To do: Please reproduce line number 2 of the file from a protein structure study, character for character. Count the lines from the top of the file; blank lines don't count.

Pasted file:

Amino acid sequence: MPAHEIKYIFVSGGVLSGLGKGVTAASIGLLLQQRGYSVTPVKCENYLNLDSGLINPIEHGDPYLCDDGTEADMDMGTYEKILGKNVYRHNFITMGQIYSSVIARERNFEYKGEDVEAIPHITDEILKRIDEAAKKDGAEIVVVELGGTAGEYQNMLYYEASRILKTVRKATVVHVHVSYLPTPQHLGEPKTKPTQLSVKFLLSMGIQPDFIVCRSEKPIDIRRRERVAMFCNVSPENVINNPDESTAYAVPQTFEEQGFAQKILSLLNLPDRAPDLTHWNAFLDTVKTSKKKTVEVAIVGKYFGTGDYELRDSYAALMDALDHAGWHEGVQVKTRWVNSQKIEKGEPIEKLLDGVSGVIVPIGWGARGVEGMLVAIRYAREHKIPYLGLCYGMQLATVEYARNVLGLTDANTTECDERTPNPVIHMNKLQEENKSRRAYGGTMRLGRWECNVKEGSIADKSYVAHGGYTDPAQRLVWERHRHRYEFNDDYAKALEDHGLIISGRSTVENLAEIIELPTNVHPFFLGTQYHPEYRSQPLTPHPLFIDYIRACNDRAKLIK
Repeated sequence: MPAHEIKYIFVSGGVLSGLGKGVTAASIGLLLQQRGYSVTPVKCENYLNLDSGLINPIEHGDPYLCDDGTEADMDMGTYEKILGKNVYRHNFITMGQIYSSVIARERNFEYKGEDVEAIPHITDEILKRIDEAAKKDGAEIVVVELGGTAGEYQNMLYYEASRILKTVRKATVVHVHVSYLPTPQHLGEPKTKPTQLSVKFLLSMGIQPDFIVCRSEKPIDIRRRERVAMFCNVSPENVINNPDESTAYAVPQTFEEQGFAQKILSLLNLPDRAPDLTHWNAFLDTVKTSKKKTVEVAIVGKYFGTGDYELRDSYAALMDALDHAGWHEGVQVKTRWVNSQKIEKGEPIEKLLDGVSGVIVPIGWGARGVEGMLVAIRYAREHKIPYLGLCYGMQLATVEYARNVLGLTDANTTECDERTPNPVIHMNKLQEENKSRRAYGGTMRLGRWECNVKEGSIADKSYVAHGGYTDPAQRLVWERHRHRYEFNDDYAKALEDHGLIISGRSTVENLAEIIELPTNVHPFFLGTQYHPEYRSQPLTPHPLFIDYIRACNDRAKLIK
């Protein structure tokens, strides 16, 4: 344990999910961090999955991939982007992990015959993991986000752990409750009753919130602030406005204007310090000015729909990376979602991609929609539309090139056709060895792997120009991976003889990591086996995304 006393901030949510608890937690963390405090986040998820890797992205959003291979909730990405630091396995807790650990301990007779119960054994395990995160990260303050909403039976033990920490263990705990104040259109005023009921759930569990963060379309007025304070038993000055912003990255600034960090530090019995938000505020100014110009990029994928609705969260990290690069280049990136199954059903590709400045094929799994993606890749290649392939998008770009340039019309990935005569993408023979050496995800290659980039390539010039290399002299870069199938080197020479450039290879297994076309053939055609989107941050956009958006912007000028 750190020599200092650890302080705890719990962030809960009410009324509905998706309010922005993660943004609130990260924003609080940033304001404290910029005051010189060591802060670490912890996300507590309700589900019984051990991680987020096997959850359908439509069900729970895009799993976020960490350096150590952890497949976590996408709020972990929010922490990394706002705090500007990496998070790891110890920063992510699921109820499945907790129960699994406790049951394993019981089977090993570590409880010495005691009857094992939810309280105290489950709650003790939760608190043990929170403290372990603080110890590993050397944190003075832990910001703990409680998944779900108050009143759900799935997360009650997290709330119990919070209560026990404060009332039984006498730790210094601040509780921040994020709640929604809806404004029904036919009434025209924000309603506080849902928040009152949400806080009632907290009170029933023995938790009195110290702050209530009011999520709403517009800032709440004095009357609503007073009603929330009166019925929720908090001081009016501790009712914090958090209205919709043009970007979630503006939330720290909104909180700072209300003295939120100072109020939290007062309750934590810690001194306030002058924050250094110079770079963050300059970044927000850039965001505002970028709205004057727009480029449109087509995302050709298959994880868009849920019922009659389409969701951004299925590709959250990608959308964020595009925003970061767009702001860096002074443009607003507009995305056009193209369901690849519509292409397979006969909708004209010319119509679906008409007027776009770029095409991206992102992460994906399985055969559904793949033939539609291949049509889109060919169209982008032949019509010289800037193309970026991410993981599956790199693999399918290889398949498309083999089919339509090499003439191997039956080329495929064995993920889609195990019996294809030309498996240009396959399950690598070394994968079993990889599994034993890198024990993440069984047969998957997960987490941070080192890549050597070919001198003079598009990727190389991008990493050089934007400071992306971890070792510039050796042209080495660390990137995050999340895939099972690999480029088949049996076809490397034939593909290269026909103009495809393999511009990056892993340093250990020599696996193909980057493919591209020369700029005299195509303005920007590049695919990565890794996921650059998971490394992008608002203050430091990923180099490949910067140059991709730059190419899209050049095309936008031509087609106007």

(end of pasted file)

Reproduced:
Repeated sequence: MPAHEIKYIFVSGGVLSGLGKGVTAASIGLLLQQRGYSVTPVKCENYLNLDSGLINPIEHGDPYLCDDGTEADMDMGTYEKILGKNVYRHNFITMGQIYSSVIARERNFEYKGEDVEAIPHITDEILKRIDEAAKKDGAEIVVVELGGTAGEYQNMLYYEASRILKTVRKATVVHVHVSYLPTPQHLGEPKTKPTQLSVKFLLSMGIQPDFIVCRSEKPIDIRRRERVAMFCNVSPENVINNPDESTAYAVPQTFEEQGFAQKILSLLNLPDRAPDLTHWNAFLDTVKTSKKKTVEVAIVGKYFGTGDYELRDSYAALMDALDHAGWHEGVQVKTRWVNSQKIEKGEPIEKLLDGVSGVIVPIGWGARGVEGMLVAIRYAREHKIPYLGLCYGMQLATVEYARNVLGLTDANTTECDERTPNPVIHMNKLQEENKSRRAYGGTMRLGRWECNVKEGSIADKSYVAHGGYTDPAQRLVWERHRHRYEFNDDYAKALEDHGLIISGRSTVENLAEIIELPTNVHPFFLGTQYHPEYRSQPLTPHPLFIDYIRACNDRAKLIK